- No, you aren't. This was almost the first thing that catched my eyes. I don't know why there was not made mention of this fact. In my opinion it also could be an important criterion for the interpretation of the painting ...(5 votes)
- Is it possible the woman is pregnant? The woman appears to be wearing the colors of the Virgin Mary. It looks as if the shadow to the right on her head is a hand holding her away from the damned. The Protestant church was growing and they don't revere the Virgin. However, the Protestants believed the Judgement was near, depicted in the painting above. Vermeer was Catholic.
I'd love to know your thoughts?(5 votes)
- Am I the only one who thinks she is pregnant?(3 votes)
- Look through all of the other questions that have been asked and answered in the discussion about this painting, and notice all the times this question has been asked by others, 2 years ago, 3 years ago. You're not the only one, and you're not the first. You belong to a large community of people with inquiring minds.(3 votes)
- In opposition of those fragile, delicate hands that holds the balance I also see the crude, masculine dark hands that turns into shadow of the scarf that's in the direction of the "damed" figures of the painting. Also, she seems to be pregnant with out a ring on her hand. To provide for the baby soon to be born, without a husband, she is getting ready to sell her possessions to the merchants to provide for the baby she is about to have.(2 votes)
- Vermeer often used a camera obscura to compose and complete his paintings, which is why so many of his subjects appear to be left handed. As one who has many times used a scale to weigh gold and other things before digital scales were available, I can tell you that the scale would be held in the left hand and the weights and items to be weighed placed with the right hand so it is very possible she is wearing a wedding band. Another explanation is that in many cultures, the wedding ring was worn on the RIGHT hand and that continues still. She is obviously wealthy as shown by her clothing, the coins and jewelry and the scale itself, which was an expensive item at that time. Also the painting on the wall, particularly its size, indicates wealth.(2 votes)
- What culture is this work from?(2 votes)
- I see she has no wedding ring on, or any other jewelry. Is she an unwed mother to be? You would think with pearls ,and gold in her jewl box she would be wearing some type of wealth.(2 votes)
- Why is the reflection so much brighter on the scale pan closest to the woman as opposed to the other pan?(2 votes)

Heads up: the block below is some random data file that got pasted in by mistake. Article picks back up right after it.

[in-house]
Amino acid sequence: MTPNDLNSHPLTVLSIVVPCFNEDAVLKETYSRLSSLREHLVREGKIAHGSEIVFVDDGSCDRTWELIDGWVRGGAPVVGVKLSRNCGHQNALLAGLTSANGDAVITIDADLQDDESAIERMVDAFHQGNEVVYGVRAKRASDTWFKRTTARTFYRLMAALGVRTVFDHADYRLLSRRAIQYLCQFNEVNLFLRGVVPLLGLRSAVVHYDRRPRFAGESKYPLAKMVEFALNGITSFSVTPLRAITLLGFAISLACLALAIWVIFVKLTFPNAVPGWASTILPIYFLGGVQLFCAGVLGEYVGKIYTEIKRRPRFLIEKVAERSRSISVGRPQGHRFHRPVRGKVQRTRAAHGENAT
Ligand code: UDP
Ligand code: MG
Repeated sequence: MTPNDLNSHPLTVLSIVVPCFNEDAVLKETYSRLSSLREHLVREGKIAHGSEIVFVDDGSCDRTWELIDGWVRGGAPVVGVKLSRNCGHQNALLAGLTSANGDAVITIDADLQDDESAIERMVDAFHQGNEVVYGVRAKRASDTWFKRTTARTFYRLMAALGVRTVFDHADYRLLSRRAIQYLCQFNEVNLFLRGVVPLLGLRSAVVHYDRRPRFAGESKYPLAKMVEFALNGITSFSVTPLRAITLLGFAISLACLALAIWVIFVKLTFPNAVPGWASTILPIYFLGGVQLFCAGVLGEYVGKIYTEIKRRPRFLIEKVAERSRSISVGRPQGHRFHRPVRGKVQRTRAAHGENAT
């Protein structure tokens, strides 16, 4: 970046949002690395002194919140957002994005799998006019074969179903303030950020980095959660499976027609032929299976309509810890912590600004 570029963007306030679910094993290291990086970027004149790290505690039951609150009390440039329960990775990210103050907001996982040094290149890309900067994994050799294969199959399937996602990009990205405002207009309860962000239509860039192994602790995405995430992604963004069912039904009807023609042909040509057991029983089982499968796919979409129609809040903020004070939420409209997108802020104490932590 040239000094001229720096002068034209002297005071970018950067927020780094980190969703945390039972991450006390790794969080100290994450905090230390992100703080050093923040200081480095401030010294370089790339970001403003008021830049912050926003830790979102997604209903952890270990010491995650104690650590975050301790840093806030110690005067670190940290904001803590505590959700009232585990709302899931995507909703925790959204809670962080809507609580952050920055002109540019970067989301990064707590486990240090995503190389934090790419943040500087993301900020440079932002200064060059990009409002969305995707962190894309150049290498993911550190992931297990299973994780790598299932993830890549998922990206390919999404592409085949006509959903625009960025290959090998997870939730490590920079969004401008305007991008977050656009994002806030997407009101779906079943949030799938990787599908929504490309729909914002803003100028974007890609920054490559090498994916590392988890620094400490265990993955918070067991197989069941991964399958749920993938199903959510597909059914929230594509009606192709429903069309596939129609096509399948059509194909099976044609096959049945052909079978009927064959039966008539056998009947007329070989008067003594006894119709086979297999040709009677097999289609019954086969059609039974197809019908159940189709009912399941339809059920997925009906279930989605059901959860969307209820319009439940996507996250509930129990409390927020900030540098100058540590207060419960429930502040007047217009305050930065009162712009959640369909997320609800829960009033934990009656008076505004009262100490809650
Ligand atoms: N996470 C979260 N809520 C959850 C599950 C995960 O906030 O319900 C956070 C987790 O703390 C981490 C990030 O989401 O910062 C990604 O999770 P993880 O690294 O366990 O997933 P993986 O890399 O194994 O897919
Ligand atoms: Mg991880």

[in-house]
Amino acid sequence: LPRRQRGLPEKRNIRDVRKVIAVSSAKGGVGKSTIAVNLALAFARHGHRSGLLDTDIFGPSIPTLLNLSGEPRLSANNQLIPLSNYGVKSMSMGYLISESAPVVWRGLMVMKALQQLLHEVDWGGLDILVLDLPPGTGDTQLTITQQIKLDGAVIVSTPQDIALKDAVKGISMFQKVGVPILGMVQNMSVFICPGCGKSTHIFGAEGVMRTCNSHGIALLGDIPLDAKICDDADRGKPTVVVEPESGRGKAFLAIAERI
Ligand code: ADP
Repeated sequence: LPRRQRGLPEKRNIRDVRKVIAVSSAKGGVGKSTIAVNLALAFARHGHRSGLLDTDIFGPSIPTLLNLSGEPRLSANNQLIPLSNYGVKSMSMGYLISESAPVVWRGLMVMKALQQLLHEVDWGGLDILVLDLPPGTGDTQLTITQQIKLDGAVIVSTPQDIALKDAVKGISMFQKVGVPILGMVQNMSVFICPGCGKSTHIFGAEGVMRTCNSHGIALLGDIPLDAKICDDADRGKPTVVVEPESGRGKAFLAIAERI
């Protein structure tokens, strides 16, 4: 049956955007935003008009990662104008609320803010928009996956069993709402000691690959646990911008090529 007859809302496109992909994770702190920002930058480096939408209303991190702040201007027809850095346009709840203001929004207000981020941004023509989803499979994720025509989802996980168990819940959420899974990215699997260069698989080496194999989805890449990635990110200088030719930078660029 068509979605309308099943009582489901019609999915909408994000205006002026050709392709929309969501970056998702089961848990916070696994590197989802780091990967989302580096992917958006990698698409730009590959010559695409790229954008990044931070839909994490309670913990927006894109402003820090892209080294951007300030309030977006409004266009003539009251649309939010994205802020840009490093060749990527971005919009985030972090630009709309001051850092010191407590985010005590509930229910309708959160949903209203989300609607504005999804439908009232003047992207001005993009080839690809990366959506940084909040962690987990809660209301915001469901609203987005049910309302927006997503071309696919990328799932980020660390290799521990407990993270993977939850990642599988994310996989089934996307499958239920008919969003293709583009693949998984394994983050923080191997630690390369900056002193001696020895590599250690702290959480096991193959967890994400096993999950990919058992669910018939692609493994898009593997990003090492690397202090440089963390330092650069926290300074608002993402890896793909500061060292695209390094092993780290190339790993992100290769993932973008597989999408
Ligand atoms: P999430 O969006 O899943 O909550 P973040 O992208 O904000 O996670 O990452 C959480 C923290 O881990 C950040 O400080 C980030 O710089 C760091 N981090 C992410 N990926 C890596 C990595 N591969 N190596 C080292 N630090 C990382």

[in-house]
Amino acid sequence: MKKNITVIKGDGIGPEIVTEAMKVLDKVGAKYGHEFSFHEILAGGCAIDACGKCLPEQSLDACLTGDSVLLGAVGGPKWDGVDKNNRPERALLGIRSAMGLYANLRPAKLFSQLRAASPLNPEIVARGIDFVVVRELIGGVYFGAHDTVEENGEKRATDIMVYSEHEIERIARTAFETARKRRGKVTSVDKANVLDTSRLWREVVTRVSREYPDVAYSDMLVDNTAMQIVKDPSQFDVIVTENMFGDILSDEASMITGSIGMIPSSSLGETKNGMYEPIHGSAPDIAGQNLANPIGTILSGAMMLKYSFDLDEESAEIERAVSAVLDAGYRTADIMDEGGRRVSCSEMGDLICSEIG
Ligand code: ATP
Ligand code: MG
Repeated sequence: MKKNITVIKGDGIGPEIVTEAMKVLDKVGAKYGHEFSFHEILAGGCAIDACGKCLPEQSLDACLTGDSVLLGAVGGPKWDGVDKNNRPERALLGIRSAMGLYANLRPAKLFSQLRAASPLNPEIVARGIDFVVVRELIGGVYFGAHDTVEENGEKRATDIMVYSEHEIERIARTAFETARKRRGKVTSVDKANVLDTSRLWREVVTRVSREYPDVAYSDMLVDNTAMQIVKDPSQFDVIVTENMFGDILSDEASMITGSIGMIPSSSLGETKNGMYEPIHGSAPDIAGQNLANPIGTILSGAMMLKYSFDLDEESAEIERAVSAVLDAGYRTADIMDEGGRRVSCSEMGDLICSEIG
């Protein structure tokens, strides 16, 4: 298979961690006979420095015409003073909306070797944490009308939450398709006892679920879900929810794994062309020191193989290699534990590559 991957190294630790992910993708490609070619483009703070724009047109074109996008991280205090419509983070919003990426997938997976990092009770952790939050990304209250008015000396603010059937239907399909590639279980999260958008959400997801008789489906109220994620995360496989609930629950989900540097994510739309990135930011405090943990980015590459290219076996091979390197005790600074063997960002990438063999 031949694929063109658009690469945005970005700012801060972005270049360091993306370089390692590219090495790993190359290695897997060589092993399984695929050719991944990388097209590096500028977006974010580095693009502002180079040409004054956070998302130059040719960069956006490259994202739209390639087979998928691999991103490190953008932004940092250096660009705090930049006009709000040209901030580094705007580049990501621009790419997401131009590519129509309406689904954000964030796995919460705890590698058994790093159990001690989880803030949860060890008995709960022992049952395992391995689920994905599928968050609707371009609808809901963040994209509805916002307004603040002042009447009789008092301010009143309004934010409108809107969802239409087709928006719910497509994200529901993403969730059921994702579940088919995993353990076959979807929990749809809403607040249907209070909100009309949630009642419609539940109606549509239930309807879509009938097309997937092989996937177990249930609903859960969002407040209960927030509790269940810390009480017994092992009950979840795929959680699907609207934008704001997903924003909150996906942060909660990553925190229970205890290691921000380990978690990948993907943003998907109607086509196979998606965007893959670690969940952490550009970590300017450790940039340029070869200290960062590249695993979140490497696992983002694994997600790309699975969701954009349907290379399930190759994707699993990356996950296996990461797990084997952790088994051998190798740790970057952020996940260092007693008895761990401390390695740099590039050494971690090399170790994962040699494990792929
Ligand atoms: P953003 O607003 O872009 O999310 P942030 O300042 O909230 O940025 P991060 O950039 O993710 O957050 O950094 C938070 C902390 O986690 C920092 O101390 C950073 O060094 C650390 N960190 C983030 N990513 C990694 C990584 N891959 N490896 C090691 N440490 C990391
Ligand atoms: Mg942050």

(piano playing) Steven: We're in the National Gallery of Art in Washington D.C. and we're looking at one of their Vermeer's. This is Woman Holding a Balance. It's so quiet. Beth: It is quiet and like all Vermeer's it shows a scene of everyday life but Vermeer imbues these scenes with greater meaning. Steven: And art historians have been arguing for years about what those meanings are. So let's just describe what it is that we see. Beth: Well we see a woman dressed up in very fine clothing. Steven: So we know that she's part of the upper merchant class in Holland in the 17th century. Beth: The class that was increasingly buying art, the scale and subject of which is very much like the painting we're looking at. Steven: She's wearing a typical cap probably made of linen, that women would have worn when they were at home. She's also wearing a fur trimmed jacked which was meant to keep people warm because remember, in Holland it gets cold in the winter and you can only have so many fires going in your house. Beth: And she stands in front of a table, on the wall opposite her is a window which is letting in just a tiny bit of light and also a mirror. She's got in her right hand a very fine balance. Interestingly, there is nothing on either side. It's as if she's waiting for the balance to come to rest. Steven: And then on the table before her, we see a number of boxes. One box is open and that would have held the balance and the weights. In the other box are strings of pearls. Beth: And we see some coins so we have an indication of material wealth and perhaps she's about to weigh the valuables that are in front of her. Steven: However we know that there's probably much more going on here because in back of the woman's head you can see that there's a painting with Christ in a brilliant mandorla towards the top functioning as judge over all the souls that have ever lived and you can see those souls down at the bottom. The souls at Christ's right would have been the blessed, the souls on Christ's left would have been the damned, and so this is the Last Judgment. Having that kind of religious image in back of her is a strong indication that this painting is probably about a lot more than simply a woman who is weighing her valuables. Beth: Her head divides the blessed from the damned, the left side of the composition from the right side. The subject is very much the play of light coming into this room through that golden curtain casting a shadow on the wall behind and illuminating her face and the front of her body. Steven: That light is providing the ability for the artist to create a kind of motion, that is this woman is in the process of waiting for this balance to come into alignment, so this idea of time and change. But at the same time the kind of complete static, frozen quality, that intense quiet that pervades the space. Beth: This painting seems to be something very real, very natural. But we also know that it's very carefully planned out by Vermeer. We know exactly where the vanishing point is, right at that pinky finger of the woman's right hand and we also know that the exact center of the painting is where those balances meet. Steven: We can also see that kind of compositional control in the way that color is handled. Look at the subtle modulation from the deep shadow near the light. Look at the way that the gold of the curtain is picked up by the two bars of the frame on the right side and then picked up again by the gold quality of some of the pearls and of her dress. Naturally, art historians haven't agreed on what Vermeer is actually saying specifically, but I think we can clearly say that the painting more broadly is a reminder of the kinds of changes that are taking place in the 17th century. Here we have artists that are painting now for merchant class as opposed to for the church. This is an interior scene, there's a sense of intimacy here. What was the relationship between wealth and piety, between wealth and spirituality? Beth: And perhaps the need to balance those two and maybe the balance signifies that because she's got her worldly possessions on the table but behind her is this image of Christ at the Last Judgment. That idea of weighing, of judging. Steven: These are educated guesses, we really don't know. Art historians have even tried to identify the particular painting of the Last Judgment that's behind the woman. We haven't been able to find it though. Beth: And then there's the question of if it's a mirror, what would it mean and why would it be there? Why did Vermeer put it there? Mirrors are often symbols of vanity and so maybe that relates to the worldly possessions on the table in front of her. A concern for things of the world instead of a concern for the spiritual. Steven: Well that's one of the older readings of this painting, that she is not attending to the spiritual world behind her. She's attending instead to the world of the physical, to the world of wealth that's before her. And so this has been seen as kind of a cautionary vanitas. But mirrors can also signify self knowledge and truth. Beth: The painting could mean all of these things, it could mean something that we haven't yet determined. Art historians think about the context of 17th century Holland when trying to interpret this painting. (piano playing)